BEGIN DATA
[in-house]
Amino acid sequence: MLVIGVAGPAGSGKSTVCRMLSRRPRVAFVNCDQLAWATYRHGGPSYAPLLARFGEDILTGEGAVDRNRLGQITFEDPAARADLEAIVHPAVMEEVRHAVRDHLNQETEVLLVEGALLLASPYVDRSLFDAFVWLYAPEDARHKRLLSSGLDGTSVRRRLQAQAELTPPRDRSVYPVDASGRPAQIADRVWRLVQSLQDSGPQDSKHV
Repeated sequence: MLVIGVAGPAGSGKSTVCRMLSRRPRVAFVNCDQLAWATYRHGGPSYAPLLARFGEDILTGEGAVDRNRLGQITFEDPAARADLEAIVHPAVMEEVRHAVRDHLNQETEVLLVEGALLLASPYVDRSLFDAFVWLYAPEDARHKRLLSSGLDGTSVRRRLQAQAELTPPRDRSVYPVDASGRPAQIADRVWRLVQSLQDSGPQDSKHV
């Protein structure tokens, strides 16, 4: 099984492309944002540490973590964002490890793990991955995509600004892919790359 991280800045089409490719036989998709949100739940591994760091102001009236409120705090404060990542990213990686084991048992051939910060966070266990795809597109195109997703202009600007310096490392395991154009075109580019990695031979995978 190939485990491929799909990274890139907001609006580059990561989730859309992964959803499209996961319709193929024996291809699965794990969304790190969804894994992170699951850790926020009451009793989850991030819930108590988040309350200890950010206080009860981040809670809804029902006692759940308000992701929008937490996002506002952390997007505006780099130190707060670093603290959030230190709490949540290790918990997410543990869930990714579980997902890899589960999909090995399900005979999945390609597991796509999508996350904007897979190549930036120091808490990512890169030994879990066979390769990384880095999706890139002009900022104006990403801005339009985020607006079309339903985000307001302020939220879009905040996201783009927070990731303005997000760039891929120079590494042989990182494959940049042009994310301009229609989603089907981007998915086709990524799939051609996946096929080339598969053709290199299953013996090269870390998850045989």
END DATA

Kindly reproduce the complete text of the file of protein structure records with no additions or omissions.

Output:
[in-house]
Amino acid sequence: MLVIGVAGPAGSGKSTVCRMLSRRPRVAFVNCDQLAWATYRHGGPSYAPLLARFGEDILTGEGAVDRNRLGQITFEDPAARADLEAIVHPAVMEEVRHAVRDHLNQETEVLLVEGALLLASPYVDRSLFDAFVWLYAPEDARHKRLLSSGLDGTSVRRRLQAQAELTPPRDRSVYPVDASGRPAQIADRVWRLVQSLQDSGPQDSKHV
Repeated sequence: MLVIGVAGPAGSGKSTVCRMLSRRPRVAFVNCDQLAWATYRHGGPSYAPLLARFGEDILTGEGAVDRNRLGQITFEDPAARADLEAIVHPAVMEEVRHAVRDHLNQETEVLLVEGALLLASPYVDRSLFDAFVWLYAPEDARHKRLLSSGLDGTSVRRRLQAQAELTPPRDRSVYPVDASGRPAQIADRVWRLVQSLQDSGPQDSKHV
């Protein structure tokens, strides 16, 4: 099984492309944002540490973590964002490890793990991955995509600004892919790359 991280800045089409490719036989998709949100739940591994760091102001009236409120705090404060990542990213990686084991048992051939910060966070266990795809597109195109997703202009600007310096490392395991154009075109580019990695031979995978 190939485990491929799909990274890139907001609006580059990561989730859309992964959803499209996961319709193929024996291809699965794990969304790190969804894994992170699951850790926020009451009793989850991030819930108590988040309350200890950010206080009860981040809670809804029902006692759940308000992701929008937490996002506002952390997007505006780099130190707060670093603290959030230190709490949540290790918990997410543990869930990714579980997902890899589960999909090995399900005979999945390609597991796509999508996350904007897979190549930036120091808490990512890169030994879990066979390769990384880095999706890139002009900022104006990403801005339009985020607006079309339903985000307001302020939220879009905040996201783009927070990731303005997000760039891929120079590494042989990182494959940049042009994310301009229609989603089907981007998915086709990524799939051609996946096929080339598969053709290199299953013996090269870390998850045989």